more ot Hie work none.
Will Stop DoolleBKlnr;.
I. a Grande. Violations of the local
option jaw within the city limits wilt
be prosecuted and fines collected by
the city rather than the county, at
heretofore. This is Ihe result of an
nrdinance that soon goes into effect,
Much money hat been collected In
fines this summer, but it hat gone 16
me county.
Pooled Prune Ara Sold.
Salem. President L. M. Gilbert, nf
the Northwestern Prune association.
the new organization nf growers, re
ports that practically all of the asso-
rlHnn's nonl. 40 carloads, has heen
told at a price netting the growers
better than five cents a pound for the.
J30 0 size, I
Libation Landowners find Heady Ssla
nt Advanced Figures.
I.elniiuiii. Tlu rutting up of llm
HUH) ttiTi'S uf III" Piilnn farm Into small
tracts has attracted uiam than a pass
lug Interest Itt this rimimiuilty, ninl u
Is believed that it Is but tin1 beginning
nf ninny more like nets, Tho twiim.
seem to hnvn Just dlsovrd that men
will my iiiiieh higher iirlcs for a III .tr
SiOitere trnet titan it like iriHtttlwH fur
a large traet, ami by cutting up tttesa
large tracts tltny riwtdllv ni nut l
small holders nt high prlees,
A few months ago n stranger eamn (s
I.eliMiion nnd I'tirelmsed n farm almost
adjoining llto town for (100 an aeie,
and many of the old timers laughnl al
ilio "greeny" who wttuld iwty that
pilro for that kind of html, tin etit it
up Into small tracts of from two t.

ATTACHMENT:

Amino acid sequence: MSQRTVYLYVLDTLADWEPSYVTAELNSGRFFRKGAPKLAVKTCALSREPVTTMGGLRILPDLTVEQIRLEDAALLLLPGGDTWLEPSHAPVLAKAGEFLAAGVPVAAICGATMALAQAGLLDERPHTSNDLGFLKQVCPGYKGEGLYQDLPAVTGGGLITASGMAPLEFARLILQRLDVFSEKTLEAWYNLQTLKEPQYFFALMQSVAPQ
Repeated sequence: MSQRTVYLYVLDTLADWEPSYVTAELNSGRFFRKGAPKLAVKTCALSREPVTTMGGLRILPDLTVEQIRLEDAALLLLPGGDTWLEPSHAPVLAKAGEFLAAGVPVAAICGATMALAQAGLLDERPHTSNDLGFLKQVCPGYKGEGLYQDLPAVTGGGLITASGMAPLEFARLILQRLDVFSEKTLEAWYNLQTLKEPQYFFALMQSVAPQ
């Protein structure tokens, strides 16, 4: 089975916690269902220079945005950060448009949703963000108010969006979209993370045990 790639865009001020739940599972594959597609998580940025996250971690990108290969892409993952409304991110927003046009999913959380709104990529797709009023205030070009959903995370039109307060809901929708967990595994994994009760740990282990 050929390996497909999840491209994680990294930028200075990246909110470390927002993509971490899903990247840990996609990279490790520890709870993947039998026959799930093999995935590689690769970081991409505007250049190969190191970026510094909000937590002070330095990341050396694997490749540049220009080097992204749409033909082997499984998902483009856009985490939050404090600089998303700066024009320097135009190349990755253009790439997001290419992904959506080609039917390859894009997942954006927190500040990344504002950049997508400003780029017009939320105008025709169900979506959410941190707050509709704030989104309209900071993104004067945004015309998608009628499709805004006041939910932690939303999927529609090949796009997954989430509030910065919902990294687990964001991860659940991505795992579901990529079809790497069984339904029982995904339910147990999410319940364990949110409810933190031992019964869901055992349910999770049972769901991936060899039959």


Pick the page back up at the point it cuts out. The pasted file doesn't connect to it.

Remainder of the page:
ten arres, and In sit mouths has sold
enough to ny tho JSiMH) he wtld for It,
ninl has half of It left, ami Is making
saitx tivery work. Other farms sri
now heliig cut up near hero, and tins
It vs u Htipl(i ate reJsdslHg at the user
tutu of things In the laud deals,
Outildo Cspltsl for Railroad.
Marshficld - M M. Johnson, assist
am secretary nf the Fnitlablc Sav
ingi I. mil association, ami treat
urcr uf the Columbia Life ft Trust
company of Portland. It In the city
considering the possibility of an e!e,
trie line between Costs biy and Kosr
burg He stales that there is iioth
ing definite at to plans, but that he
Is limply looking over ihe field to sec
what ran be done, and If the elcttri.
line is possible While here Mr
(ohiisun will gather data as to what
itisinrst might Iht expected if a line
were built Those who have invetii
gated feel certain Ihst it would prove
profitable The plan t( building the
line with Iocs! capital was suggested,
but it is understood thtt Mr Johns, hi
is looking into the matter wi'tlt the
idea of interesting mil side capital
Mora Oas Encountered,
Ontario A series of gat esplo
hns have occurred in the OnUu
oil well throwing walrr, mini an I
pebbles into the air to a height of !"
feel The gas flow, which opened last